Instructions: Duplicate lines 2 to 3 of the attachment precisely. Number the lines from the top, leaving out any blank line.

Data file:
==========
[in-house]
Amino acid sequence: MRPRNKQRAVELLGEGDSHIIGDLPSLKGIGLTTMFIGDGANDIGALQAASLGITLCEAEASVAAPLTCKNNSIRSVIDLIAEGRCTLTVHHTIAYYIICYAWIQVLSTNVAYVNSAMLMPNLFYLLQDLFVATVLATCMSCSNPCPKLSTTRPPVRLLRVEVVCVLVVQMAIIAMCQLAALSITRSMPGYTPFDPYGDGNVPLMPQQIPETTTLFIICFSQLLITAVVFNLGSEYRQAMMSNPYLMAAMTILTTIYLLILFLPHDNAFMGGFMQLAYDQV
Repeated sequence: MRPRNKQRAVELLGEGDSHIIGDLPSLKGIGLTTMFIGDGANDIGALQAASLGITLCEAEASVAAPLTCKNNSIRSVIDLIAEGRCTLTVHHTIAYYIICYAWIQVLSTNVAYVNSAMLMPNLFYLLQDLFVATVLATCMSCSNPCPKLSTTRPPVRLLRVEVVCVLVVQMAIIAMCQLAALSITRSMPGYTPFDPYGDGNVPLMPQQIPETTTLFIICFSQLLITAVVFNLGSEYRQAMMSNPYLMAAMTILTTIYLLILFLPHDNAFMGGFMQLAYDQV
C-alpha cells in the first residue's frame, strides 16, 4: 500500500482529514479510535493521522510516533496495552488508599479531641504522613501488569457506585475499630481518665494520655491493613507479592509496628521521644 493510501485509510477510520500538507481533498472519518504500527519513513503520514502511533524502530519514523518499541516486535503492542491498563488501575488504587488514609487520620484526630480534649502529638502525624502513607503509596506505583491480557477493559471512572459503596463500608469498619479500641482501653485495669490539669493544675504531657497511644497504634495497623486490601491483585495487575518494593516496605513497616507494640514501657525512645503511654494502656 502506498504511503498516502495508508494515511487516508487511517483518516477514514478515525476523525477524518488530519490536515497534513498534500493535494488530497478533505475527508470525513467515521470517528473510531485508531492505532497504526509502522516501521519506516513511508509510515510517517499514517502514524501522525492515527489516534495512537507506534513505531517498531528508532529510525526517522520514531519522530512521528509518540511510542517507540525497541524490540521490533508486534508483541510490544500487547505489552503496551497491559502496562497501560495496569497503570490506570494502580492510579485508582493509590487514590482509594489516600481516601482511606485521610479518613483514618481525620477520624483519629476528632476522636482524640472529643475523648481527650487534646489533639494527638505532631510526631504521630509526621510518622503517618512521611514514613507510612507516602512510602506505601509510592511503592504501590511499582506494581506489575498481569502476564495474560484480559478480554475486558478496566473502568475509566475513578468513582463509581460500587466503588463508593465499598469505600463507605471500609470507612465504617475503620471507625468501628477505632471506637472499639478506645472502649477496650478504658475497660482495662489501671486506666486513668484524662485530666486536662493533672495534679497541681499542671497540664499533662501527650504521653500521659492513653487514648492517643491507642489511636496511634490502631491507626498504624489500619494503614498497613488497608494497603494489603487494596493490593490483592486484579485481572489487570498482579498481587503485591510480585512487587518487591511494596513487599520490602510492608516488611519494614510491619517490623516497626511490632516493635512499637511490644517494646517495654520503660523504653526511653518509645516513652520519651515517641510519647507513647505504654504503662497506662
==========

Amino acid sequence: MRPRNKQRAVELLGEGDSHIIGDLPSLKGIGLTTMFIGDGANDIGALQAASLGITLCEAEASVAAPLTCKNNSIRSVIDLIAEGRCTLTVHHTIAYYIICYAWIQVLSTNVAYVNSAMLMPNLFYLLQDLFVATVLATCMSCSNPCPKLSTTRPPVRLLRVEVVCVLVVQMAIIAMCQLAALSITRSMPGYTPFDPYGDGNVPLMPQQIPETTTLFIICFSQLLITAVVFNLGSEYRQAMMSNPYLMAAMTILTTIYLLILFLPHDNAFMGGFMQLAYDQV
Repeated sequence: MRPRNKQRAVELLGEGDSHIIGDLPSLKGIGLTTMFIGDGANDIGALQAASLGITLCEAEASVAAPLTCKNNSIRSVIDLIAEGRCTLTVHHTIAYYIICYAWIQVLSTNVAYVNSAMLMPNLFYLLQDLFVATVLATCMSCSNPCPKLSTTRPPVRLLRVEVVCVLVVQMAIIAMCQLAALSITRSMPGYTPFDPYGDGNVPLMPQQIPETTTLFIICFSQLLITAVVFNLGSEYRQAMMSNPYLMAAMTILTTIYLLILFLPHDNAFMGGFMQLAYDQV